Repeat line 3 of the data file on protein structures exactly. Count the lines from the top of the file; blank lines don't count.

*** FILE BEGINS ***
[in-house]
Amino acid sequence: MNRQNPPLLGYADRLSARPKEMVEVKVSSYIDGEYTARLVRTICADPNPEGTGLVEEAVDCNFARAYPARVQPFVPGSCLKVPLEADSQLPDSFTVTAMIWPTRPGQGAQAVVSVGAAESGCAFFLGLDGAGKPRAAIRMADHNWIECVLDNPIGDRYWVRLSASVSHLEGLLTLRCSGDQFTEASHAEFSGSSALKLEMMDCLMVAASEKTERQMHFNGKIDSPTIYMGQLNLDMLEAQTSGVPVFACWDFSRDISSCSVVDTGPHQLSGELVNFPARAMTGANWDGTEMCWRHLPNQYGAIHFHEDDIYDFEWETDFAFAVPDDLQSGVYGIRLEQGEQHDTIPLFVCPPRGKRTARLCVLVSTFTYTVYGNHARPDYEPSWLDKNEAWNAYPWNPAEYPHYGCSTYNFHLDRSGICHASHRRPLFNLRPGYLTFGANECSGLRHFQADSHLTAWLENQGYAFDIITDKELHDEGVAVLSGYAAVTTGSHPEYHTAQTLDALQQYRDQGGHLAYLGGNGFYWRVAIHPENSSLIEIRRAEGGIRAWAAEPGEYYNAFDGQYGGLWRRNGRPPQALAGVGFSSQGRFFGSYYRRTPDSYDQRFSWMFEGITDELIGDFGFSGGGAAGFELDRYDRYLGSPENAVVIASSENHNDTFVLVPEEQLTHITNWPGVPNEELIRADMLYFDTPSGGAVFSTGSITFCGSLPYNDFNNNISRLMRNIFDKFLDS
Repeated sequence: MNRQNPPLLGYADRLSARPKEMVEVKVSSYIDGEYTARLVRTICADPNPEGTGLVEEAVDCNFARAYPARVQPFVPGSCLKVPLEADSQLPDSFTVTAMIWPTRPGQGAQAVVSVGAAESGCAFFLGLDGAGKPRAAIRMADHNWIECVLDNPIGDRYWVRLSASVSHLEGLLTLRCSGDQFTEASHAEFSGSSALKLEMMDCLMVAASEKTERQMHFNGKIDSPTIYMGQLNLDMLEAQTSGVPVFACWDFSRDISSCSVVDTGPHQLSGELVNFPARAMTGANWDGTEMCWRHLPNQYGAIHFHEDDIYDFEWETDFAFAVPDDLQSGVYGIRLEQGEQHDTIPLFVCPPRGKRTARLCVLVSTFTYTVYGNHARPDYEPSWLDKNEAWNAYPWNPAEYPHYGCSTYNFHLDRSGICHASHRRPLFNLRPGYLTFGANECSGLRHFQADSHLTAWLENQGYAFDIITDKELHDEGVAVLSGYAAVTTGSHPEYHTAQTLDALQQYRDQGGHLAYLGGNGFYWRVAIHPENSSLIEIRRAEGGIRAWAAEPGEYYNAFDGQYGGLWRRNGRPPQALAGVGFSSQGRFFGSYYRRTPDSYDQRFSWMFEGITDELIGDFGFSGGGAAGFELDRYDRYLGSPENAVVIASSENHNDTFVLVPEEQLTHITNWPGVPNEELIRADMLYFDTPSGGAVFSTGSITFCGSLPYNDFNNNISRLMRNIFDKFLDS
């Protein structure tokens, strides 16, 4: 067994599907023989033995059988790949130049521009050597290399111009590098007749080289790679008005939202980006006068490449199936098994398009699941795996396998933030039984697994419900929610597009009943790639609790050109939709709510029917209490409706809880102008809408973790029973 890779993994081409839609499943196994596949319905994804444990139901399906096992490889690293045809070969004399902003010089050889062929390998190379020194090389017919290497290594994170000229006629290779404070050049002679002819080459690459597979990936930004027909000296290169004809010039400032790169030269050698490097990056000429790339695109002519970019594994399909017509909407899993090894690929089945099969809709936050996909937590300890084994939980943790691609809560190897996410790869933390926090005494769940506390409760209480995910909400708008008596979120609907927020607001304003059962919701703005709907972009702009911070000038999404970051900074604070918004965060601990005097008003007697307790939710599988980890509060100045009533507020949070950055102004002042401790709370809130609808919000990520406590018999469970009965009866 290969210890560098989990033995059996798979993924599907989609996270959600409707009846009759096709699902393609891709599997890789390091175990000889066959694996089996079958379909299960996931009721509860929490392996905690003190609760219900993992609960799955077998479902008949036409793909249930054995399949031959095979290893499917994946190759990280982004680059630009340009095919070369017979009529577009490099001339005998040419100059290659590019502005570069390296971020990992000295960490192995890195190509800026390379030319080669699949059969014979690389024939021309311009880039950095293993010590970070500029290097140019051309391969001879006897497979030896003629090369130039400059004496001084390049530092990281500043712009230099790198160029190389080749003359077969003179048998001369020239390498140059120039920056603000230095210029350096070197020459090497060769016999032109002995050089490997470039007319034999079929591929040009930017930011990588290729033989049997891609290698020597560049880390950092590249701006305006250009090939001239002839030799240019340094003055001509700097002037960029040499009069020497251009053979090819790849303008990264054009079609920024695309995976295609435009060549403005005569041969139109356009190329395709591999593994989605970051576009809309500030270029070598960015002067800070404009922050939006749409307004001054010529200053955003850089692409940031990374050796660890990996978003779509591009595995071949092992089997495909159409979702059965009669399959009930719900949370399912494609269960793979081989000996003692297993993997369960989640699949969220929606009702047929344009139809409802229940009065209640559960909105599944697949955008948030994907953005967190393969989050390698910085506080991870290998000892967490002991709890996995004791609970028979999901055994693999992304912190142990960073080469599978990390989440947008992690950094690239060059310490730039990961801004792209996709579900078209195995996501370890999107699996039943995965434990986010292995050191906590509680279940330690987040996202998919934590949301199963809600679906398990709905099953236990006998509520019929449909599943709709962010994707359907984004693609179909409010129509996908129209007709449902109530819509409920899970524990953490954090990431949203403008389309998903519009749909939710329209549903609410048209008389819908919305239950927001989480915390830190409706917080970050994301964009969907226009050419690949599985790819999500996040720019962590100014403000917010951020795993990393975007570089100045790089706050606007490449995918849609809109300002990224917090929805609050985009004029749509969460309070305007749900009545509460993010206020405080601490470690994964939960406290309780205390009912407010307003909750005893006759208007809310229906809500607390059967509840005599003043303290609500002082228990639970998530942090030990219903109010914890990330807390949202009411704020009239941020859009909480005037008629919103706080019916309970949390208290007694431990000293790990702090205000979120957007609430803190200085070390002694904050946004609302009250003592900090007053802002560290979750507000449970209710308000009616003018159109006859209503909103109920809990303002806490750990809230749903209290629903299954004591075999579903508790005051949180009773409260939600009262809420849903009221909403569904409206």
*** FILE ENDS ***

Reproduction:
Repeated sequence: MNRQNPPLLGYADRLSARPKEMVEVKVSSYIDGEYTARLVRTICADPNPEGTGLVEEAVDCNFARAYPARVQPFVPGSCLKVPLEADSQLPDSFTVTAMIWPTRPGQGAQAVVSVGAAESGCAFFLGLDGAGKPRAAIRMADHNWIECVLDNPIGDRYWVRLSASVSHLEGLLTLRCSGDQFTEASHAEFSGSSALKLEMMDCLMVAASEKTERQMHFNGKIDSPTIYMGQLNLDMLEAQTSGVPVFACWDFSRDISSCSVVDTGPHQLSGELVNFPARAMTGANWDGTEMCWRHLPNQYGAIHFHEDDIYDFEWETDFAFAVPDDLQSGVYGIRLEQGEQHDTIPLFVCPPRGKRTARLCVLVSTFTYTVYGNHARPDYEPSWLDKNEAWNAYPWNPAEYPHYGCSTYNFHLDRSGICHASHRRPLFNLRPGYLTFGANECSGLRHFQADSHLTAWLENQGYAFDIITDKELHDEGVAVLSGYAAVTTGSHPEYHTAQTLDALQQYRDQGGHLAYLGGNGFYWRVAIHPENSSLIEIRRAEGGIRAWAAEPGEYYNAFDGQYGGLWRRNGRPPQALAGVGFSSQGRFFGSYYRRTPDSYDQRFSWMFEGITDELIGDFGFSGGGAAGFELDRYDRYLGSPENAVVIASSENHNDTFVLVPEEQLTHITNWPGVPNEELIRADMLYFDTPSGGAVFSTGSITFCGSLPYNDFNNNISRLMRNIFDKFLDS